|Gross domestic product||Compensation of employees||Gross domestic product||Household expenditure||Gross fixed capital formation|
|Source: Office for National Statistics|
|1. Percentage change on previous quarter|
|2. Q1 refers (Jan to Mar)|
|Q2 refers (Apr to Jun)|
|Q3 refers (Jul to Sept)|
|Q4 refers to (Oct to Dec)|
Download this table Table 1: Key data for the UK, Q1 (Jan to Mar) 2015.xls (27.6 kB)
Figure 1: Quarterly growth and levels of GDP, table A2
Source: Office for National Statistics
- Q1 is Quarter 1 (Jan to Mar)
- Q2 is Quarter 2 (Apr to June)
- Q3 is Quarter 3 (July to Sept)
- Q4 is Quarter 4 (Oct to Dec)
As seen in Figure 1, GDP in the UK grew steadily during the 2000s until a financial market shock affected UK and global economic growth in 2008 and 2009. Economic growth resumed towards the end of 2009, but usually at a slower rate than the period prior to 2008. From the peak in Quarter 1 (Jan to Mar) 2008 to the trough in Quarter 2 (Apr to June) and Quarter 3 (July to Sept) 2009, GDP decreased by 6.0%. This can be compared to previous economic downturns in the early 1980s and early 1990s, which saw lower levels of impact on GDP. In the early 1990s downturn, GDP decreased by 2.2% from the peak in Quarter 2 1990 to the trough in Quarter 3 1991. In the early 1980s downturn, GDP decreased by 5.6% from the peak in Quarter 2 1979 to the trough in Quarter 1 1981.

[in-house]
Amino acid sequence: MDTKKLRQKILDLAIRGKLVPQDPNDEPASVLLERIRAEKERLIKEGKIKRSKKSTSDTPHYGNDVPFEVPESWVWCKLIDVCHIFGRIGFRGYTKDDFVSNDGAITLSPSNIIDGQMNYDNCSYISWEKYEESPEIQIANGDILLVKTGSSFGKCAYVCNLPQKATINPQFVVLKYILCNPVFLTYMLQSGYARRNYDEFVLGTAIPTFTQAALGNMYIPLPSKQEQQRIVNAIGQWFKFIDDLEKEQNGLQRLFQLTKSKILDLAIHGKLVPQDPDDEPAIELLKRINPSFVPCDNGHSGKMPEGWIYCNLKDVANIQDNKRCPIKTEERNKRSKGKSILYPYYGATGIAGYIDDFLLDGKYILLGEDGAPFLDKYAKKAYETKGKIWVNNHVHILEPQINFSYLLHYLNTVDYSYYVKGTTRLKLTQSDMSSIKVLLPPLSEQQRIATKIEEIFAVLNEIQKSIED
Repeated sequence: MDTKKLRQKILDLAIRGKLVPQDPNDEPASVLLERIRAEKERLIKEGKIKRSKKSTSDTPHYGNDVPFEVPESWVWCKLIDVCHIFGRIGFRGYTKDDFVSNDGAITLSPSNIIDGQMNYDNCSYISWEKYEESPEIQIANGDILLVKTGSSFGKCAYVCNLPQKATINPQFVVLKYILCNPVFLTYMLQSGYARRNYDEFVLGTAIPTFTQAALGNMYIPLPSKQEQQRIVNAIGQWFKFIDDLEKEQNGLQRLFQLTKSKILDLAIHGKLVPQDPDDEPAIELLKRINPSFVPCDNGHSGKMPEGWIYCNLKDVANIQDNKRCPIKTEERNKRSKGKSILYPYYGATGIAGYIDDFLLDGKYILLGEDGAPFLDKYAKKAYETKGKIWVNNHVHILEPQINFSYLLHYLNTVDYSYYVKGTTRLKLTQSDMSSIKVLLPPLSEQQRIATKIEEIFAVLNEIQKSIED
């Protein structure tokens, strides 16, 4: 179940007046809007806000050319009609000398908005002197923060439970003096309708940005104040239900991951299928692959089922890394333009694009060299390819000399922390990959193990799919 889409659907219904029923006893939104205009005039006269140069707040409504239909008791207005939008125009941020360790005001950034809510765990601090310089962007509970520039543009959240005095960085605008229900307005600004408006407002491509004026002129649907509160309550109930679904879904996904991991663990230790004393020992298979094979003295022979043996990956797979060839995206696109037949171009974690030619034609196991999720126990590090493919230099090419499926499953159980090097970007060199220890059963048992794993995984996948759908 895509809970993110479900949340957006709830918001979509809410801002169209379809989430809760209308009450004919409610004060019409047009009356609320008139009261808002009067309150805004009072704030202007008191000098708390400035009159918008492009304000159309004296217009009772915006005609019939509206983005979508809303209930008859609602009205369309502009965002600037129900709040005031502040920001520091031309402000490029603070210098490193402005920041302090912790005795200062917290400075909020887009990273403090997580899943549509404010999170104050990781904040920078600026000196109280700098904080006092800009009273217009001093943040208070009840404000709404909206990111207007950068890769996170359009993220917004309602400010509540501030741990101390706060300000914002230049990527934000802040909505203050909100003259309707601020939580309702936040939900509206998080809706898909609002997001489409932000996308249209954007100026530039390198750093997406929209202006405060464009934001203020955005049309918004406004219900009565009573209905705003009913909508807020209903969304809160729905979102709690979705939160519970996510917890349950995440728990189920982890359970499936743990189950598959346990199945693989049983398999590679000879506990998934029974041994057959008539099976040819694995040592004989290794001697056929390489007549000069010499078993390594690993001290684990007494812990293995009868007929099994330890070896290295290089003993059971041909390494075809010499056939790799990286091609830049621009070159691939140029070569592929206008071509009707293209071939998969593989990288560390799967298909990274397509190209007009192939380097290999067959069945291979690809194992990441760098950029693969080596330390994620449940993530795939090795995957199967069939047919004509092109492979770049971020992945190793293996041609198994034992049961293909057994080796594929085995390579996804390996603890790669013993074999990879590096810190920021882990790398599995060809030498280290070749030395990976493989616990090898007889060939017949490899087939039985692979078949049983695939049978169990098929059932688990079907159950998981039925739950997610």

From Quarter 3 (July to Sept) 2009 growth continued to be erratic, with several quarters between 2010 and 2012 recording broadly flat or declining GDP. This two-year period coincided with special events (for example severe winter weather in Quarter 4 (Oct to Dec) 2010 and the Diamond Jubilee in Quarter 2 2012) that are likely to have affected growth both adversely and positively. Since 2013, GDP has grown steadily, with the economy exceeding pre-downturn peak levels in Quarter 3 2013.
Quarter 1 2015 has shown continued strength with GDP growing by 0.3% compared with the previous quarter; by 2.4% between Quarter 1 2014 and Quarter 1 2015, and by 2.8% between 2013 and 2014. GDP has now increased for nine consecutive quarters, breaking a pattern of slow and erratic growth from 2009.Back to table of contents
Annex A (36.5 Kb Excel sheet) contains output component growth rates back to Quarter 1 (Jan to Mar) 2014.